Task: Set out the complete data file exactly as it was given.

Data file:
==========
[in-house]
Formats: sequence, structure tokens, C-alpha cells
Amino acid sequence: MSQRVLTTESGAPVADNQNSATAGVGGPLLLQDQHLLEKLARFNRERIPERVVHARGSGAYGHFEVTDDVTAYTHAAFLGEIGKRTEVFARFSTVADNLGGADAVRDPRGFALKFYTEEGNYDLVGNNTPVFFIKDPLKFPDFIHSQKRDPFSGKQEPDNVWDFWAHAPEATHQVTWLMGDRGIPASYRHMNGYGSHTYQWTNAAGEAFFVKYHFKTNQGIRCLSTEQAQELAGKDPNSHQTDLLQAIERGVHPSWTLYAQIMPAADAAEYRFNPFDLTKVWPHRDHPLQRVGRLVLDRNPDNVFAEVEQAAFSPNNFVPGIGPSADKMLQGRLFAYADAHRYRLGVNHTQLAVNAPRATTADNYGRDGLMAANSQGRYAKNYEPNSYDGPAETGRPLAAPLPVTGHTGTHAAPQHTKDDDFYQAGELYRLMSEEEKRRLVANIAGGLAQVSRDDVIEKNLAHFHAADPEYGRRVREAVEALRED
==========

[in-house]
Formats: sequence, structure tokens, C-alpha cells
Amino acid sequence: MSQRVLTTESGAPVADNQNSATAGVGGPLLLQDQHLLEKLARFNRERIPERVVHARGSGAYGHFEVTDDVTAYTHAAFLGEIGKRTEVFARFSTVADNLGGADAVRDPRGFALKFYTEEGNYDLVGNNTPVFFIKDPLKFPDFIHSQKRDPFSGKQEPDNVWDFWAHAPEATHQVTWLMGDRGIPASYRHMNGYGSHTYQWTNAAGEAFFVKYHFKTNQGIRCLSTEQAQELAGKDPNSHQTDLLQAIERGVHPSWTLYAQIMPAADAAEYRFNPFDLTKVWPHRDHPLQRVGRLVLDRNPDNVFAEVEQAAFSPNNFVPGIGPSADKMLQGRLFAYADAHRYRLGVNHTQLAVNAPRATTADNYGRDGLMAANSQGRYAKNYEPNSYDGPAETGRPLAAPLPVTGHTGTHAAPQHTKDDDFYQAGELYRLMSEEEKRRLVANIAGGLAQVSRDDVIEKNLAHFHAADPEYGRRVREAVEALRED